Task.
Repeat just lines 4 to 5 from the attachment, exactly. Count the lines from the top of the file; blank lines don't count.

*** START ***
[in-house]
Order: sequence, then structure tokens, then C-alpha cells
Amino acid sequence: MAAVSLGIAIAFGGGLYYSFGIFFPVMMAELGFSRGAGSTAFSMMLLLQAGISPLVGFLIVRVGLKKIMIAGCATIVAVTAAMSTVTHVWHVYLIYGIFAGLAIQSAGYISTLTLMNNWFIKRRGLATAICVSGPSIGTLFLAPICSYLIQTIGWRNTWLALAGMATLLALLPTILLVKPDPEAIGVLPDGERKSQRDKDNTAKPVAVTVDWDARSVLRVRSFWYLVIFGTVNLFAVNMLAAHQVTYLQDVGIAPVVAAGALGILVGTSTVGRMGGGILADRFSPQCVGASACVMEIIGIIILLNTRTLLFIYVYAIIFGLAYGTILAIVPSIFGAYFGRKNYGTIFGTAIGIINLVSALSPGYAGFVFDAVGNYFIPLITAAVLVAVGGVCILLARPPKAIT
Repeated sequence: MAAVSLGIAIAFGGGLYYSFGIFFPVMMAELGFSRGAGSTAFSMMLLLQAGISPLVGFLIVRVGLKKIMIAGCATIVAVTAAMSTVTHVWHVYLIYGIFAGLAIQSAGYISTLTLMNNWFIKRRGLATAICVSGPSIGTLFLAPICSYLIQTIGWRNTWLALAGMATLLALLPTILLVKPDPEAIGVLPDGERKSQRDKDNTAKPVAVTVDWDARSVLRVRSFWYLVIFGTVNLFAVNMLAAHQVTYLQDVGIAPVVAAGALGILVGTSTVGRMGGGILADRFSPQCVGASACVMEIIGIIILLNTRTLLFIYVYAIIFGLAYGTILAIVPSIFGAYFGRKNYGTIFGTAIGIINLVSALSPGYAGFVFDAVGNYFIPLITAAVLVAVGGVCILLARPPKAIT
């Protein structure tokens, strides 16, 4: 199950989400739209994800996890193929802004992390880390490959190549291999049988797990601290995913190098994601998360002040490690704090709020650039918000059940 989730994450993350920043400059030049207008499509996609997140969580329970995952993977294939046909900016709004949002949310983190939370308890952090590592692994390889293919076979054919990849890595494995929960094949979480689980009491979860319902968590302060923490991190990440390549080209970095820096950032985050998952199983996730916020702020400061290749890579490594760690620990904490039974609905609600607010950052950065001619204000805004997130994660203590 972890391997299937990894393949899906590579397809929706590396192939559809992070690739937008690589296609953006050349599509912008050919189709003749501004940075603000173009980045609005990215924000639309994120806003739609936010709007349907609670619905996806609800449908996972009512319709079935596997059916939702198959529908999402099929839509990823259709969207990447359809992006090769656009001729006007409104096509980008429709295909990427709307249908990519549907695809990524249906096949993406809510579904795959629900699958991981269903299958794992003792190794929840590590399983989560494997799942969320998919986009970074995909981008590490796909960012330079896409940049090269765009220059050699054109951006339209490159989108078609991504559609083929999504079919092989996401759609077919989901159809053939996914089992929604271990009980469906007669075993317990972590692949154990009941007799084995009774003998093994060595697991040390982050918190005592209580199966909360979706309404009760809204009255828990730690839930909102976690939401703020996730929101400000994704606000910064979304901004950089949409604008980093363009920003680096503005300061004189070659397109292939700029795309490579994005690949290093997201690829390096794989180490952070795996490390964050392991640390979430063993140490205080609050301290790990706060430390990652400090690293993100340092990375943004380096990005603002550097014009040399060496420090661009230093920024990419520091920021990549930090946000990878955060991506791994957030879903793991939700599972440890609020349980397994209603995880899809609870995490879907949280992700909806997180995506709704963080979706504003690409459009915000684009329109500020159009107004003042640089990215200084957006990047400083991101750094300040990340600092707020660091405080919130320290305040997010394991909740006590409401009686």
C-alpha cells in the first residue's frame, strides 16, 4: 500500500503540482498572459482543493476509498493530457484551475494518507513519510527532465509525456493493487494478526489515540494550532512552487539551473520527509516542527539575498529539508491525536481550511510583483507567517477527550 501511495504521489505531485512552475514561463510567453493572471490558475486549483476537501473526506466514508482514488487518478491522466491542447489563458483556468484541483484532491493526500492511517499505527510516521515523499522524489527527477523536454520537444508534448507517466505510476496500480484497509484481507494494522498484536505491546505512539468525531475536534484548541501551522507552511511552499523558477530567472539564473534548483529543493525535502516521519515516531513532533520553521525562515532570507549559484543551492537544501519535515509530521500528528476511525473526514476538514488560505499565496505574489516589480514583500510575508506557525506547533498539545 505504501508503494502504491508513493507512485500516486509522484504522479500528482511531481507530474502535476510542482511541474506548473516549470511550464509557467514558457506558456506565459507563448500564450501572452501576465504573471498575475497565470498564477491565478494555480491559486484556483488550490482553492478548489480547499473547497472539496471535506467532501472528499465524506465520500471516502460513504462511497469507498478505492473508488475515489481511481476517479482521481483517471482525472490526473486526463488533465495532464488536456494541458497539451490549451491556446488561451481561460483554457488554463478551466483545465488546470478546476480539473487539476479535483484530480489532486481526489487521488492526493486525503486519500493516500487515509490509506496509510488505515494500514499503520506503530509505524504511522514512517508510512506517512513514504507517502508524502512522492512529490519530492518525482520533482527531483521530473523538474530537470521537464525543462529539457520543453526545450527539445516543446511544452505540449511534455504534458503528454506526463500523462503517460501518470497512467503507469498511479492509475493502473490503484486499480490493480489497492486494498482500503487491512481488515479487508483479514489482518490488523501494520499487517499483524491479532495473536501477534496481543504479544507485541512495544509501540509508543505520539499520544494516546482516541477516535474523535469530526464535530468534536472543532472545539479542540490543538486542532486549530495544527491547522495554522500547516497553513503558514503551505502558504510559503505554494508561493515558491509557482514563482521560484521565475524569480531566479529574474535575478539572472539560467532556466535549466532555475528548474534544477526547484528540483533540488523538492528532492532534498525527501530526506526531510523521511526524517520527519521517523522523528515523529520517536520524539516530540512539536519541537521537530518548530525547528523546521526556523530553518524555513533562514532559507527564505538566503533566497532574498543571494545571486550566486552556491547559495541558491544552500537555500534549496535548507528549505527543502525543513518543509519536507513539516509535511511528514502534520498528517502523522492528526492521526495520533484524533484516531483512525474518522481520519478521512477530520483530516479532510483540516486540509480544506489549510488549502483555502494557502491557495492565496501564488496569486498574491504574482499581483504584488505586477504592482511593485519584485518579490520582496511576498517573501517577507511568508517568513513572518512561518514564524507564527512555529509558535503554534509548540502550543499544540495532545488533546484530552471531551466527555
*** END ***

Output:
Repeated sequence: MAAVSLGIAIAFGGGLYYSFGIFFPVMMAELGFSRGAGSTAFSMMLLLQAGISPLVGFLIVRVGLKKIMIAGCATIVAVTAAMSTVTHVWHVYLIYGIFAGLAIQSAGYISTLTLMNNWFIKRRGLATAICVSGPSIGTLFLAPICSYLIQTIGWRNTWLALAGMATLLALLPTILLVKPDPEAIGVLPDGERKSQRDKDNTAKPVAVTVDWDARSVLRVRSFWYLVIFGTVNLFAVNMLAAHQVTYLQDVGIAPVVAAGALGILVGTSTVGRMGGGILADRFSPQCVGASACVMEIIGIIILLNTRTLLFIYVYAIIFGLAYGTILAIVPSIFGAYFGRKNYGTIFGTAIGIINLVSALSPGYAGFVFDAVGNYFIPLITAAVLVAVGGVCILLARPPKAIT
């Protein structure tokens, strides 16, 4: 199950989400739209994800996890193929802004992390880390490959190549291999049988797990601290995913190098994601998360002040490690704090709020650039918000059940 989730994450993350920043400059030049207008499509996609997140969580329970995952993977294939046909900016709004949002949310983190939370308890952090590592692994390889293919076979054919990849890595494995929960094949979480689980009491979860319902968590302060923490991190990440390549080209970095820096950032985050998952199983996730916020702020400061290749890579490594760690620990904490039974609905609600607010950052950065001619204000805004997130994660203590 972890391997299937990894393949899906590579397809929706590396192939559809992070690739937008690589296609953006050349599509912008050919189709003749501004940075603000173009980045609005990215924000639309994120806003739609936010709007349907609670619905996806609800449908996972009512319709079935596997059916939702198959529908999402099929839509990823259709969207990447359809992006090769656009001729006007409104096509980008429709295909990427709307249908990519549907695809990524249906096949993406809510579904795959629900699958991981269903299958794992003792190794929840590590399983989560494997799942969320998919986009970074995909981008590490796909960012330079896409940049090269765009220059050699054109951006339209490159989108078609991504559609083929999504079919092989996401759609077919989901159809053939996914089992929604271990009980469906007669075993317990972590692949154990009941007799084995009774003998093994060595697991040390982050918190005592209580199966909360979706309404009760809204009255828990730690839930909102976690939401703020996730929101400000994704606000910064979304901004950089949409604008980093363009920003680096503005300061004189070659397109292939700029795309490579994005690949290093997201690829390096794989180490952070795996490390964050392991640390979430063993140490205080609050301290790990706060430390990652400090690293993100340092990375943004380096990005603002550097014009040399060496420090661009230093920024990419520091920021990549930090946000990878955060991506791994957030879903793991939700599972440890609020349980397994209603995880899809609870995490879907949280992700909806997180995506709704963080979706504003690409459009915000684009329109500020159009107004003042640089990215200084957006990047400083991101750094300040990340600092707020660091405080919130320290305040997010394991909740006590409401009686």